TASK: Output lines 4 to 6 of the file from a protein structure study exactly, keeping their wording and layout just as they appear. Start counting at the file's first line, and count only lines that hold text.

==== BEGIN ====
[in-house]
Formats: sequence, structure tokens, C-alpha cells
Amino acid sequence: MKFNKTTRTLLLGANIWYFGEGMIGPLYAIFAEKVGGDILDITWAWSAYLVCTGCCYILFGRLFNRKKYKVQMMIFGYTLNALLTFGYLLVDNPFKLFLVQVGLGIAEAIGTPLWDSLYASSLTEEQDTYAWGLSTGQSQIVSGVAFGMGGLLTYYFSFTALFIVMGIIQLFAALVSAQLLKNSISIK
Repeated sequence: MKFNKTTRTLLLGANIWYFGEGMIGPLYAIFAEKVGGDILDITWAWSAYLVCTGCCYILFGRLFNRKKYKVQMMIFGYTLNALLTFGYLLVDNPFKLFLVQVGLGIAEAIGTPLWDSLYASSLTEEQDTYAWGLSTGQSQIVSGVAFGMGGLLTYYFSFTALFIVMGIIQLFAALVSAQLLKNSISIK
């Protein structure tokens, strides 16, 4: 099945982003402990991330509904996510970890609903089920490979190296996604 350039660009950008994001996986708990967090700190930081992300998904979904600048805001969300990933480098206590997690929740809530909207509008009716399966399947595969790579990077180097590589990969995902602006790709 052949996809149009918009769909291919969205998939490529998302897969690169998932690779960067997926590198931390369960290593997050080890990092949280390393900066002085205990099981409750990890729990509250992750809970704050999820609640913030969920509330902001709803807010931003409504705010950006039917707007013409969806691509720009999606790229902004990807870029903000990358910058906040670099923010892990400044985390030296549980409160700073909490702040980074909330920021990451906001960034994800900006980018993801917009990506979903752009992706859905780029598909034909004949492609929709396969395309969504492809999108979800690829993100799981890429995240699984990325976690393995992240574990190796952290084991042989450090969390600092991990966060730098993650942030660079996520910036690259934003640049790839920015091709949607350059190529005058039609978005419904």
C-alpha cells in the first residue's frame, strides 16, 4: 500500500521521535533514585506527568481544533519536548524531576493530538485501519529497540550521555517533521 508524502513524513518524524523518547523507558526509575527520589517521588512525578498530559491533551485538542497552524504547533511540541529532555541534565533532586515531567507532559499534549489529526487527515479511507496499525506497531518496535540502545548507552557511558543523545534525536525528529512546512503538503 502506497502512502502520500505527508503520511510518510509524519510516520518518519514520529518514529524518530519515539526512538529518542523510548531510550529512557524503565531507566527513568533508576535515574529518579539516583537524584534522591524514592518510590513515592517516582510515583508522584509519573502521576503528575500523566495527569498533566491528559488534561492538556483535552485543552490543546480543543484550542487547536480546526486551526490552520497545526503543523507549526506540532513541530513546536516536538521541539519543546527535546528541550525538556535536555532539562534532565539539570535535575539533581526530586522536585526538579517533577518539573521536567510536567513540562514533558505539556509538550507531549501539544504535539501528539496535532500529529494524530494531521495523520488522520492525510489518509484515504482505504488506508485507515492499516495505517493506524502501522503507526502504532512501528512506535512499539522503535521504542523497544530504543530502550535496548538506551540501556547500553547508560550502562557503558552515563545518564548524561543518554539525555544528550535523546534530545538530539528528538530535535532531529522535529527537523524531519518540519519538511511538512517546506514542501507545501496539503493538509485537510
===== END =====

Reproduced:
Repeated sequence: MKFNKTTRTLLLGANIWYFGEGMIGPLYAIFAEKVGGDILDITWAWSAYLVCTGCCYILFGRLFNRKKYKVQMMIFGYTLNALLTFGYLLVDNPFKLFLVQVGLGIAEAIGTPLWDSLYASSLTEEQDTYAWGLSTGQSQIVSGVAFGMGGLLTYYFSFTALFIVMGIIQLFAALVSAQLLKNSISIK
């Protein structure tokens, strides 16, 4: 099945982003402990991330509904996510970890609903089920490979190296996604 350039660009950008994001996986708990967090700190930081992300998904979904600048805001969300990933480098206590997690929740809530909207509008009716399966399947595969790579990077180097590589990969995902602006790709 052949996809149009918009769909291919969205998939490529998302897969690169998932690779960067997926590198931390369960290593997050080890990092949280390393900066002085205990099981409750990890729990509250992750809970704050999820609640913030969920509330902001709803807010931003409504705010950006039917707007013409969806691509720009999606790229902004990807870029903000990358910058906040670099923010892990400044985390030296549980409160700073909490702040980074909330920021990451906001960034994800900006980018993801917009990506979903752009992706859905780029598909034909004949492609929709396969395309969504492809999108979800690829993100799981890429995240699984990325976690393995992240574990190796952290084991042989450090969390600092991990966060730098993650942030660079996520910036690259934003640049790839920015091709949607350059190529005058039609978005419904």
C-alpha cells in the first residue's frame, strides 16, 4: 500500500521521535533514585506527568481544533519536548524531576493530538485501519529497540550521555517533521 508524502513524513518524524523518547523507558526509575527520589517521588512525578498530559491533551485538542497552524504547533511540541529532555541534565533532586515531567507532559499534549489529526487527515479511507496499525506497531518496535540502545548507552557511558543523545534525536525528529512546512503538503 502506497502512502502520500505527508503520511510518510509524519510516520518518519514520529518514529524518530519515539526512538529518542523510548531510550529512557524503565531507566527513568533508576535515574529518579539516583537524584534522591524514592518510590513515592517516582510515583508522584509519573502521576503528575500523566495527569498533566491528559488534561492538556483535552485543552490543546480543543484550542487547536480546526486551526490552520497545526503543523507549526506540532513541530513546536516536538521541539519543546527535546528541550525538556535536555532539562534532565539539570535535575539533581526530586522536585526538579517533577518539573521536567510536567513540562514533558505539556509538550507531549501539544504535539501528539496535532500529529494524530494531521495523520488522520492525510489518509484515504482505504488506508485507515492499516495505517493506524502501522503507526502504532512501528512506535512499539522503535521504542523497544530504543530502550535496548538506551540501556547500553547508560550502562557503558552515563545518564548524561543518554539525555544528550535523546534530545538530539528528538530535535532531529522535529527537523524531519518540519519538511511538512517546506514542501507545501496539503493538509485537510